Abortion doesn’t fit comfortably inside the wheelhouse of a president with Donald Trump’s sexual history. But there in the middle of 82 minutes on how we “can bridge old visions, heal old wounds [and] build new coalitions,” was a harsh attack on Democratic lawmakers aiming to protect Roe v. Wade from him.
After race, abortion may be the tenderest subject politicians have to deal with. The president, always indelicate, treated it like just one more nail to take a sledgehammer to, talking about “the chilling displays our nation saw in recent days” and describing how “lawmakers in New York cheered with delight upon the passage of legislation that would allow a baby to be ripped from the mother’s womb moments before birth… and then, we had the case of the Governor of Virginia where he stated he would execute a baby after birth.”
That was how he summarized two bills to allow abortions in the third trimester in certain horrific circumstances but with language that might not limit the procedure to those situations only. In those Trump saw an opportunity to divide the country.
In an interview with the Daily Caller ahead of SOTU, Trump predicted that "this is going to lift up the whole pro-life movement like maybe it’s never been lifted up before."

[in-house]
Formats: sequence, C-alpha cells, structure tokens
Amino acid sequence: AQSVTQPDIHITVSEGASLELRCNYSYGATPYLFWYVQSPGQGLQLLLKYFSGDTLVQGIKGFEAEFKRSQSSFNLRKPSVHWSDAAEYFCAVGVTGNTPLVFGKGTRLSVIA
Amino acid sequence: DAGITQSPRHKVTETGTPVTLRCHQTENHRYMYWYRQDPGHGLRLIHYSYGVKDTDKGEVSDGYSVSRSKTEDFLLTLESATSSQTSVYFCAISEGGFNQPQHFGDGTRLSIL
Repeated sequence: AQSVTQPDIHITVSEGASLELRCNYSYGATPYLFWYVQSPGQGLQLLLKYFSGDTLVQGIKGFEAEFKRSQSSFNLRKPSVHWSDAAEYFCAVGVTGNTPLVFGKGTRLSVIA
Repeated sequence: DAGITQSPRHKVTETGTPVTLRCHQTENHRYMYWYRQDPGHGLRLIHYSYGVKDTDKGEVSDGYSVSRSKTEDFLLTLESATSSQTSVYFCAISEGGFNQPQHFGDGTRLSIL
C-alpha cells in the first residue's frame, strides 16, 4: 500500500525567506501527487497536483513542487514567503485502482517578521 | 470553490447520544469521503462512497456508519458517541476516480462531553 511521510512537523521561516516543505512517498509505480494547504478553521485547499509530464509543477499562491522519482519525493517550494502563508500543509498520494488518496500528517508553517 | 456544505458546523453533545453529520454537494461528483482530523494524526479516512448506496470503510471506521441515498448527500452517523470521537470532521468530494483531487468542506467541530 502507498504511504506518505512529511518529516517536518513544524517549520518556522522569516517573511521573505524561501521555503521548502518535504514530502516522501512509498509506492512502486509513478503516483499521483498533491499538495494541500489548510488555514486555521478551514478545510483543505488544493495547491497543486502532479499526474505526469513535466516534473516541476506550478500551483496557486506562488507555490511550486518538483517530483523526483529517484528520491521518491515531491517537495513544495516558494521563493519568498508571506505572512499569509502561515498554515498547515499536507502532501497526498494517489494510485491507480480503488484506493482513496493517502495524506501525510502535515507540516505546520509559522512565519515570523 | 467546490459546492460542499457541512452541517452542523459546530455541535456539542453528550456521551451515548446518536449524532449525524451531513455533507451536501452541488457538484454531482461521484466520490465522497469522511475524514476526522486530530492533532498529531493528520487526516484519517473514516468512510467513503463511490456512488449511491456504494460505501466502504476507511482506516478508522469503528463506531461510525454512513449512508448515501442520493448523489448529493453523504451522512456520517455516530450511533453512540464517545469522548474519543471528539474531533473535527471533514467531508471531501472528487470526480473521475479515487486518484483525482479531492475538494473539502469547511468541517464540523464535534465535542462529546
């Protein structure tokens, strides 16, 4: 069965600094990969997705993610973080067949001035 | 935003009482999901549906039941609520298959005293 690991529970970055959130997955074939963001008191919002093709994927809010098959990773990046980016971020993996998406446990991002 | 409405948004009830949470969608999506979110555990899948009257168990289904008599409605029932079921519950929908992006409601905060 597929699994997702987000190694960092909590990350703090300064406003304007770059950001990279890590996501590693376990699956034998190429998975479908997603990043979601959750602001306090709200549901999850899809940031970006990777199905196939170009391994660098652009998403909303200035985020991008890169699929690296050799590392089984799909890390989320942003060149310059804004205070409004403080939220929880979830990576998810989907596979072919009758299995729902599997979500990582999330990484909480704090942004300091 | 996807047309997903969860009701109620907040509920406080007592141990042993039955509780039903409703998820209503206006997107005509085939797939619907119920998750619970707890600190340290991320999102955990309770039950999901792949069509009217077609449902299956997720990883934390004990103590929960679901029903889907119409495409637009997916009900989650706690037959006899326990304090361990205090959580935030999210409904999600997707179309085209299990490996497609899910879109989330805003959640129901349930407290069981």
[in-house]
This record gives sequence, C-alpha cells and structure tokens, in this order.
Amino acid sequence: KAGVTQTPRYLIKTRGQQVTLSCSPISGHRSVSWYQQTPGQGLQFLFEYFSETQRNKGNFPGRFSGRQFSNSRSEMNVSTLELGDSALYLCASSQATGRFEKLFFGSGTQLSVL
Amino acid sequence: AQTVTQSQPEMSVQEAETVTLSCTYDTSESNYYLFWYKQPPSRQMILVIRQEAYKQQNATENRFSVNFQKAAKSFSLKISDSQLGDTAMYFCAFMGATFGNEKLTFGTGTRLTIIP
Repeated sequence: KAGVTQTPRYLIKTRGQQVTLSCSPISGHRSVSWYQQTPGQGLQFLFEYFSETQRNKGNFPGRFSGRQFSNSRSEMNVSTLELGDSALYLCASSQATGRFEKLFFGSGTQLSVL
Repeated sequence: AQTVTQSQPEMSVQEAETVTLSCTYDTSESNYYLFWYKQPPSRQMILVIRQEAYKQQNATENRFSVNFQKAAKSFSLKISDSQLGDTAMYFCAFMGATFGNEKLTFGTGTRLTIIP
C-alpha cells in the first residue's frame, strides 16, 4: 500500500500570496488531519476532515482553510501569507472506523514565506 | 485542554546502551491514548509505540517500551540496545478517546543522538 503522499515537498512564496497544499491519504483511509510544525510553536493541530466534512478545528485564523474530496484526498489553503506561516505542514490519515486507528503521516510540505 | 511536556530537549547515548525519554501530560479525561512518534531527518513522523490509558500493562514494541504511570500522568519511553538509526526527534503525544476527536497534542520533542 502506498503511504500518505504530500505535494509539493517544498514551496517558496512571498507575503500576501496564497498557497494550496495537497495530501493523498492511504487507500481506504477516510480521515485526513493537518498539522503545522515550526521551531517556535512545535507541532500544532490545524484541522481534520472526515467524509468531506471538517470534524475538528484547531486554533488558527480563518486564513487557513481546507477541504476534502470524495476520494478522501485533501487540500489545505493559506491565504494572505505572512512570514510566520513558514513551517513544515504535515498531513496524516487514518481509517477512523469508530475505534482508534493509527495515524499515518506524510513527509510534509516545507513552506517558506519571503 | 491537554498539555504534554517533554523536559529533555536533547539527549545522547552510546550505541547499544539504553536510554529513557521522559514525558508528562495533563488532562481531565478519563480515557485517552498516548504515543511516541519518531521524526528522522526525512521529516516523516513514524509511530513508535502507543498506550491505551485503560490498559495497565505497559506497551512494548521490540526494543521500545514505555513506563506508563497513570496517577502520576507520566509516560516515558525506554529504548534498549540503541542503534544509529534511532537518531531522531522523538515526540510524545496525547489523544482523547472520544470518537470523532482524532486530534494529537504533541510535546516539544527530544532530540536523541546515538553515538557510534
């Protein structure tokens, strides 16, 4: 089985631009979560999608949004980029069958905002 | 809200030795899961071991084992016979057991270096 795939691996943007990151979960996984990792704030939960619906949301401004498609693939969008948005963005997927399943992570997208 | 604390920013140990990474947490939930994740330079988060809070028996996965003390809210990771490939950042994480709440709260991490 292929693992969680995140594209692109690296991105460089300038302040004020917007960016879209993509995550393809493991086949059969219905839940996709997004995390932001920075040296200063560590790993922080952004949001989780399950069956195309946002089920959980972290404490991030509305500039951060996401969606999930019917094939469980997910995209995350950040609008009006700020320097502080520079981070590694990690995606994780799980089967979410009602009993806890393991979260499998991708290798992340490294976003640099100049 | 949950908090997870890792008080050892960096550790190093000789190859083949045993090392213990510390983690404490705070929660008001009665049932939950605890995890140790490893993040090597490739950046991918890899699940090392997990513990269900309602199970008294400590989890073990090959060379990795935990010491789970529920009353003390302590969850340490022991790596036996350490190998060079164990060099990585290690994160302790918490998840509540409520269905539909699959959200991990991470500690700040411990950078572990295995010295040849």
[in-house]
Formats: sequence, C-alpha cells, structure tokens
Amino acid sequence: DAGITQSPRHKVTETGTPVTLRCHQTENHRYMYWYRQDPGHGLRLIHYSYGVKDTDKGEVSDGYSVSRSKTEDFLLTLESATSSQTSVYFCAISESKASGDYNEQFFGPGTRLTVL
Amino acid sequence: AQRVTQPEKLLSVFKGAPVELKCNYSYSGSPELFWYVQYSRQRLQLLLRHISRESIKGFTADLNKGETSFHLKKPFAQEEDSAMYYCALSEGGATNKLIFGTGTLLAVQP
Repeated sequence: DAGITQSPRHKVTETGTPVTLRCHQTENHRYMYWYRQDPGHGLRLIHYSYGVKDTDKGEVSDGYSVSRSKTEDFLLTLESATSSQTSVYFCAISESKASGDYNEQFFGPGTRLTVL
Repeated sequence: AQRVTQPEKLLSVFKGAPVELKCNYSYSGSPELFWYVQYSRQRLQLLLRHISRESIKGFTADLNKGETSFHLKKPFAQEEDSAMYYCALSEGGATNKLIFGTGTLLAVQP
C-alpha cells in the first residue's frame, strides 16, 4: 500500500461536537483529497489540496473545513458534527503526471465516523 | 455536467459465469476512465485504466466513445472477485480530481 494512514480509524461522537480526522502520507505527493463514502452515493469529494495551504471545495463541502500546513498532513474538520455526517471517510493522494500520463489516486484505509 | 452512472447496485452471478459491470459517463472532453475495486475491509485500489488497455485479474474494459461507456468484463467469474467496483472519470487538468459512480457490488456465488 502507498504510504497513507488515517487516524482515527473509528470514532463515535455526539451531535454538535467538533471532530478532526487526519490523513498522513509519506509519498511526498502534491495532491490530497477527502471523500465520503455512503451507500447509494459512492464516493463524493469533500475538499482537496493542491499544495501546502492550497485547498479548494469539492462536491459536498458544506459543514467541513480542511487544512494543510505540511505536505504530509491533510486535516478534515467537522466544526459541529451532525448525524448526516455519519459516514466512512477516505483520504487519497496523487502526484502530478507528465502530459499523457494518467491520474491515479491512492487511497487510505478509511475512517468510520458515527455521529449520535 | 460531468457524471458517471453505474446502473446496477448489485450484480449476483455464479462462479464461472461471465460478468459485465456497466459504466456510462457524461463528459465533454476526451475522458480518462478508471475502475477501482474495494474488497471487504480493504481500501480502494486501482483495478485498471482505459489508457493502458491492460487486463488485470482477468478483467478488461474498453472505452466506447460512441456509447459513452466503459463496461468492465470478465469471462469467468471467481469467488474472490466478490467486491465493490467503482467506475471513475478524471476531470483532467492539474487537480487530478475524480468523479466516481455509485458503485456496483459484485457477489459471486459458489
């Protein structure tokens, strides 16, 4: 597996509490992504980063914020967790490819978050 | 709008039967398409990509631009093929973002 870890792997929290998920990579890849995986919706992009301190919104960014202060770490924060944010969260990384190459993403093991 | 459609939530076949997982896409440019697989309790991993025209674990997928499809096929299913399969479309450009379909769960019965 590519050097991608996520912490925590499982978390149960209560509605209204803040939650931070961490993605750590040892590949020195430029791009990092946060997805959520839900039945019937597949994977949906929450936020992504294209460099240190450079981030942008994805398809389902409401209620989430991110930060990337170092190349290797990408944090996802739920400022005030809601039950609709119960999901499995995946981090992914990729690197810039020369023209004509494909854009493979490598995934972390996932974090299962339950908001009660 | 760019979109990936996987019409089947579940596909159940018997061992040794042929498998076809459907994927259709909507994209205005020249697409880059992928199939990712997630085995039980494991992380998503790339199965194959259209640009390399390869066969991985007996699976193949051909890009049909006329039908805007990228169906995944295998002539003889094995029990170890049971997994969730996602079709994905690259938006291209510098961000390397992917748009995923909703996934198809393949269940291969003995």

Lift he did, elevating the subject back to center-stage by granting scarce SOTU time to it. Leaving the substance of the two new laws aside, it doesn’t take a heavy lift to divide the public on abortion. About a third of the country, according to Gallup, is dissatisfied with current law. Still there’s a 50-50 equipoise on Roe v. Wade’s protection for abortion within the first trimester. After viability, states can place restrictions on the procedure and, under pressure from pro-life forces, many have. Waiting times, multiple visits, forced viewing of videos, a second and third medical opinion, hospital-level equipment, and accreditation—have closed many clinics, making it nearly impossible for some women to exercise their constitutional right.
That’s wrong and enough to make the other side, when back in power, impose its own beliefs. Virginia and New York went full bore to get rid of laws inconsistent with Roe. There were those waiting to tear the effort apart, including the president. They might have been a less inviting target if not for the standing ovation in Albany followed by Gov. Andrew Cuomo bathing the World Trade Center in pink, a color usually reserved for curing breast cancer, to celebrate.
Matters got worse when Virginia Gov. Ralph Northam, a doctor, gave a grisly, inaccurate description of his state’s bill. It used to be that three doctors had to certify that continuing a pregnancy would likely cause death or “substantially and irremediably impair” her mental or physical health. The new bill would reduce the number of doctors to one, and remove the “substantially and irremediably” qualifier, allowing the procedure if a mother’s mental or physical health is threatened. In reply to a question about what would happen if a gravely ill child was born after a failed abortion, Northam described a hellish scene.